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J Neurosci. 2017 Mar 8;37(10):2612-2626. doi: 10.1523/JNEUROSCI.2561-16.2017. Epub 2017 Feb 3.

Nerve-Specific Input Modulation to Spinal Neurons during a Motor Task in the Monkey.

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Department of Neurophysiology, National Institute of Neuroscience, Tokyo 187-8502, Japan.
Department of Developmental Physiology, National Institute for Physiological Sciences, Okazaki 444-8585, Japan, and.
Department of Neurophysiology, National Institute of Neuroscience, Tokyo 187-8502, Japan,
Precursory Research for Embryonic Science and Technology, Japan Science and Technology Agency, Saitama 332-0012, Japan.


If not properly regulated, the large amount of reafferent sensory signals generated by our own movement could destabilize the CNS. We investigated how input from peripheral nerves to spinal cord is modulated during behavior. We chronically stimulated the deep radial nerve (DR; proprioceptive, wrist extensors), the median nerve (M; mixed, wrist flexors and palmar skin) and the superficial radial nerve (SR; cutaneous, hand dorsum) while four monkeys performed a delayed wrist flexion-extension task. Spinal neurons putatively receiving direct sensory input were defined based on their evoked response latency following nerve stimulation. We compared the influence of behavior on the evoked response (responsiveness to a specific peripheral input) and firing rate of 128 neuron-nerve pairs based on their source nerve. Firing rate increased during movement regardless of source nerve, whereas evoked response modulation was strikingly nerve-dependent. In SR (n = 47) and M (n = 27) neurons (cutaneous or mixed input), the evoked response was suppressed during wrist flexion and extension. In contrast, in DR neurons (n = 54, pure proprioceptive input), the evoked response was facilitated exclusively during movements corresponding to the contraction of DR spindle-bearing muscles (i.e., wrist extension). Furthermore, modulations of firing rate and evoked response were uncorrelated in SR and M neurons, whereas they tended to be positively comodulated in DR neurons. Our results suggest that proprioceptive and cutaneous inputs to the spinal cord are modulated differently during voluntary movements, suggesting a refined gating mechanism of sensory signals according to behavior.SIGNIFICANCE STATEMENT Voluntary movements produce copious sensory signals, which may overwhelm the CNS if not properly regulated. This regulation is called "gating" and occurs at several levels of the CNS. To evaluate the specificity of sensory gating, we investigated how different sources of somatosensory inputs to the spinal cord were modulated while monkeys performed wrist movements. We recorded activity from spinal neurons that putatively received direct connections from peripheral nerves while stimulating their source nerves, and measured the evoked responses. Whereas cutaneous inputs were suppressed regardless of the type of movement, muscular inputs were specifically facilitated during relevant movements. We conclude that, even at the spinal level, sensory gating is a refined and input-specific process.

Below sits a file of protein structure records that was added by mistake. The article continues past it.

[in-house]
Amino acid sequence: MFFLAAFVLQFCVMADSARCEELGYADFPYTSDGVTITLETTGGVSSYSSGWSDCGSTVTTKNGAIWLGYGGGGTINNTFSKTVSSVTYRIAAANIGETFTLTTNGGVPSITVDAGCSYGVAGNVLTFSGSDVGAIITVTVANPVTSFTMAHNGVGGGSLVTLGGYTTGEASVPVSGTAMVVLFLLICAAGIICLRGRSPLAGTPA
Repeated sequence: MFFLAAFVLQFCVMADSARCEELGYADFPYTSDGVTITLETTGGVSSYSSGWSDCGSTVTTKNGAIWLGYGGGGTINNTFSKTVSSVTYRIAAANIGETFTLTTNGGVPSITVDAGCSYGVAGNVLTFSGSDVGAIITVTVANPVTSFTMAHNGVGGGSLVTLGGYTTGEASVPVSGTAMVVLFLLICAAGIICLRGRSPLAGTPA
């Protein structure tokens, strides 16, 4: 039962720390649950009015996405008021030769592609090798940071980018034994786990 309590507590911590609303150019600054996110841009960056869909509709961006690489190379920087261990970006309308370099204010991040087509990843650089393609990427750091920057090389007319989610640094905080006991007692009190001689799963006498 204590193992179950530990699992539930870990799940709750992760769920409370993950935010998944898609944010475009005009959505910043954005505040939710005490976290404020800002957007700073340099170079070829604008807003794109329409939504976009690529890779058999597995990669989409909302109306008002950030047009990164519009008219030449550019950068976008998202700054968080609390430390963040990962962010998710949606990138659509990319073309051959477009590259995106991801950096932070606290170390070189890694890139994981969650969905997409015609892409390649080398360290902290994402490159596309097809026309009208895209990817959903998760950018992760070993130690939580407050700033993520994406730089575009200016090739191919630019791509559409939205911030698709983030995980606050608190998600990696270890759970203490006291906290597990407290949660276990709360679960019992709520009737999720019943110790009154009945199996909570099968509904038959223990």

nerve stimulation; primates; sensory gating; somatosensory; spinal neurons; voluntary movement

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